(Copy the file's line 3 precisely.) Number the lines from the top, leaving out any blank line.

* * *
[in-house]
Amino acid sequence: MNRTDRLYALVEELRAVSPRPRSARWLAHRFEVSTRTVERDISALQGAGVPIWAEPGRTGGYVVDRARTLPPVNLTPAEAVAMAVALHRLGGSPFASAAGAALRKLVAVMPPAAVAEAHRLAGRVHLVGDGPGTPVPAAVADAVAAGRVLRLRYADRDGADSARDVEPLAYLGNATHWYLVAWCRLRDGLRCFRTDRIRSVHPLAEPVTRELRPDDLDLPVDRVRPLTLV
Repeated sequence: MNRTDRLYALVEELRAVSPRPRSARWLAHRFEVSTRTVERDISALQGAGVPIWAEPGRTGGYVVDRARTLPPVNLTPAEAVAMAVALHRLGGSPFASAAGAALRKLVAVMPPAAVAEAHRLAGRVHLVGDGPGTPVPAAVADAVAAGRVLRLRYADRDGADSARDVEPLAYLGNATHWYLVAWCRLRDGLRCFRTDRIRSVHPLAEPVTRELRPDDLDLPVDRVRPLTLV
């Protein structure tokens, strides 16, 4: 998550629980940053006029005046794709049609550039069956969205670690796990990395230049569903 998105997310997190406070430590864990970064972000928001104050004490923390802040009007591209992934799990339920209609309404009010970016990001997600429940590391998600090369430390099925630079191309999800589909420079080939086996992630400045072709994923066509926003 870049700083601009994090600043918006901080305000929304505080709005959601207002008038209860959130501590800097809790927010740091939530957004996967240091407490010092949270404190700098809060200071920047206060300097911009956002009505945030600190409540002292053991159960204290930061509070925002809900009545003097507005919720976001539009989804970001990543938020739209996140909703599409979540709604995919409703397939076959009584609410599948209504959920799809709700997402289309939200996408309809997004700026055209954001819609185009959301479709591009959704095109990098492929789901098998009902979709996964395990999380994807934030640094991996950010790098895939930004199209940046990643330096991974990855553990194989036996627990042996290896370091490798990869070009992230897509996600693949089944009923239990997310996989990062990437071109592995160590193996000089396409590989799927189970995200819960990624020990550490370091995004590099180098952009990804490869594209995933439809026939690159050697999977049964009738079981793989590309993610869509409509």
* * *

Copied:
Repeated sequence: MNRTDRLYALVEELRAVSPRPRSARWLAHRFEVSTRTVERDISALQGAGVPIWAEPGRTGGYVVDRARTLPPVNLTPAEAVAMAVALHRLGGSPFASAAGAALRKLVAVMPPAAVAEAHRLAGRVHLVGDGPGTPVPAAVADAVAAGRVLRLRYADRDGADSARDVEPLAYLGNATHWYLVAWCRLRDGLRCFRTDRIRSVHPLAEPVTRELRPDDLDLPVDRVRPLTLV